Consider higher education for a moment. Why is it needed? What do students get from it?
We learn the fundamentals of a wide range of subjects at school. This is the foundation. We get a sense of subjects that interest us more than others. College then is meant for specialisation. That’s one purpose of higher education – to teach specialised knowledge or skills to learners. So, college is where you go to become a computer engineer and then troll people on Twitter; or, where you earn an MBA, join an investment bank and design toxic derivative products that destroy economies; or, where you learn economics and then lecture everyone. As you notice, higher education can train you to become a specialist of some sort who then is useful to the society.
That’s not enough though. Higher education is also meant to ‘credential’ you. That’s the second purpose. The degree or the certificate is an important outcome of higher education. It is an authenticated signal to the world of your usefulness. It helps the society repose its faith in you for that specialised skill. That explains why specialised professionals like doctors or lawyers have their certificates framed on the walls of their offices. It isn’t vanity alone. It is their credential up there.
Lastly, higher education also serves the human need to know. Alexander Pope wrote – “A little learning is a dangerous thing; Drink deep, or taste not the Pierian spring / There shallow draughts intoxicate the brain, And drinking largely sobers us again”. Some of us want to drink deep from the Pierian spring because it opens up our minds; we enquire, we challenge and we create new knowledge. Simply put, the college nurtures and pushes the frontiers of knowledge and, so, enables the progress of civilization. This is the third and the ultimate purpose.
In most countries, ‘credentialing’ is tightly controlled. The award of the degree or the certificate is closely guarded by a small set of monopolies in the form of universities or colleges under a strict set of internal guidelines (like in USA) or is a direct monopoly of the state through a regulator (like in India). Such is the human fetish for credentials that the primary purpose of all higher education over time has become the degree or the certificate. This is especially true in India where most college education hardly serves the other 2 purposes, namely, learning of specialised knowledge or skill and pushing the frontiers of knowledge. College equals degree for us.
There’s a long story of how we arrived at this distortion which is not a subject for this column. What interests us here is what this distortion has meant for India. The pursuit of degree alone has meant most college graduates ‘stumble’ upon their specialisation through pure happenstance. Often, there is no intent or interest to pursue a particular stream of specialisation at college or beyond it at work. There’s no considered choice of a career based on knowing thyself. This has meant an army of college graduates every year who have the ‘credentials’ of a specialist in Engineering, History, Commerce or Botany but no real skills in these subjects that could be useful to society.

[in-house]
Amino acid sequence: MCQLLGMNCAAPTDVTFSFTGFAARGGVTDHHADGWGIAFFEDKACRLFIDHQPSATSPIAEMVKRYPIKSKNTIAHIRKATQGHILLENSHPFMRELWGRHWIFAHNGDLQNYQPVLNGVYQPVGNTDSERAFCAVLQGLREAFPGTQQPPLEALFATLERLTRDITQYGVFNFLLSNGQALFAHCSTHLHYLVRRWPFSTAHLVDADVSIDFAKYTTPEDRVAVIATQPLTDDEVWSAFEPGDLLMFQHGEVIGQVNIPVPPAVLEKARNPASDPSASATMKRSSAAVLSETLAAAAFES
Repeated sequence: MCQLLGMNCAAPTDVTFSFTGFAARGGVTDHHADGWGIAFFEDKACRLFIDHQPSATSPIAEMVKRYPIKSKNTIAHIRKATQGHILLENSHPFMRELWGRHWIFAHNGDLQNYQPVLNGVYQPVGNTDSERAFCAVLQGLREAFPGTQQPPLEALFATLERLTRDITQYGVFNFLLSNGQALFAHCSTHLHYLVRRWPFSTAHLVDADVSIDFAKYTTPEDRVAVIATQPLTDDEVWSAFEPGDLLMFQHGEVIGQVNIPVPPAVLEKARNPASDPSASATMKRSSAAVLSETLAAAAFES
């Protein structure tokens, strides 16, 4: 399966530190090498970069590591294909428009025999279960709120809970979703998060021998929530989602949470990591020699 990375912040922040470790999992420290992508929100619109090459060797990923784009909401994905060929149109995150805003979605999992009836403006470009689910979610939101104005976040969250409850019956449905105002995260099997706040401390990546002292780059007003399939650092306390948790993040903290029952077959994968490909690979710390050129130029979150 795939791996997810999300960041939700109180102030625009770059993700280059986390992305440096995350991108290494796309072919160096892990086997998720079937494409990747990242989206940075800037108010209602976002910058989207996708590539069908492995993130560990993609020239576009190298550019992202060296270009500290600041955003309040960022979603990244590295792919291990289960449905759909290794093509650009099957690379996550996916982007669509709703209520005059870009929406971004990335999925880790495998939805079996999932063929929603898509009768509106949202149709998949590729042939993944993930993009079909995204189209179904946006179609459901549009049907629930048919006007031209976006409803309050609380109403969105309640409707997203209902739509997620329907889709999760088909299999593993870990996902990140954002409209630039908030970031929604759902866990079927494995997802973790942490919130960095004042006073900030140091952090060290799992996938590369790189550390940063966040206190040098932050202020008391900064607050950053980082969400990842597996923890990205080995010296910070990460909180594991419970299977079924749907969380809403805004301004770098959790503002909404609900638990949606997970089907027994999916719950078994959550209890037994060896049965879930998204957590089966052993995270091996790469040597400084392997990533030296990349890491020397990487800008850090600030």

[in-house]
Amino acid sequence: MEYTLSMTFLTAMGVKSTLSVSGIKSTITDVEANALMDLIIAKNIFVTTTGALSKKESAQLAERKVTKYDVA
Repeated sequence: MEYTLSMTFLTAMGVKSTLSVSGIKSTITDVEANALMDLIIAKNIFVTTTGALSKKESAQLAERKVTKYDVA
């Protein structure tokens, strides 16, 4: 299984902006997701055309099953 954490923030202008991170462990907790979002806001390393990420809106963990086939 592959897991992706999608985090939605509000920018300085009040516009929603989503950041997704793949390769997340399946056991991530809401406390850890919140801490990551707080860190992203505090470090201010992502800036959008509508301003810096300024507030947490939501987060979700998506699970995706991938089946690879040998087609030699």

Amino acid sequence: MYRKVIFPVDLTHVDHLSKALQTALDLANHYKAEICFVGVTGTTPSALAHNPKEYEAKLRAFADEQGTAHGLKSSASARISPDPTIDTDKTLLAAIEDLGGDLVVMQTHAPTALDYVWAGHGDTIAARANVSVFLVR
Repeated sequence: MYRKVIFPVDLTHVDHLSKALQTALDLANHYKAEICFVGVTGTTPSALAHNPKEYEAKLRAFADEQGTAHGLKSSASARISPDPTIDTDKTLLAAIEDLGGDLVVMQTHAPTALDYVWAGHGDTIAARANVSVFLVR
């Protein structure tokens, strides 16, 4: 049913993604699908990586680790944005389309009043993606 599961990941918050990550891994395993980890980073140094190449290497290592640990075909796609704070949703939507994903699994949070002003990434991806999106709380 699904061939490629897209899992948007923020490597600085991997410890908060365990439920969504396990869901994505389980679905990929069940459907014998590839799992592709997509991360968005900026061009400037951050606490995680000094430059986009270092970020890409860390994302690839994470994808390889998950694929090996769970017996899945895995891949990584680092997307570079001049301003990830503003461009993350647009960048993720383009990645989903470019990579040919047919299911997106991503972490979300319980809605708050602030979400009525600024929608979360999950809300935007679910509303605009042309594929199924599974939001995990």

The employers who are looking to hire view them, largely, as an undifferentiated mass of graduates. They respect the state monopoly over the credentials and the fact that these graduates have earned it from the state. Even more significantly, they have been ‘conditioned’ by the state run enterprises who have, for many year, been using college degrees as the simplest sorting criteria to hire people in the absence of any other easy way of differentiating the applicants. The employers then run an elaborate process of sorting these graduates to find who would be ‘fit’ for their employment. There’s really nothing to sort. They are all the same. Most employers don’t have jobs that need hugely specialised skill sets at entry level in any case. Employers satisfy themselves through their sorting mechanism that they have picked the ‘best-in-class’ resources (or, insert whatever term employers use these days to describe the people they have hired). Once the hiring is done, the employers know they must train these resources from scratch. Almost nothing that the college education has given them makes them readily employable. This cycle goes on every year.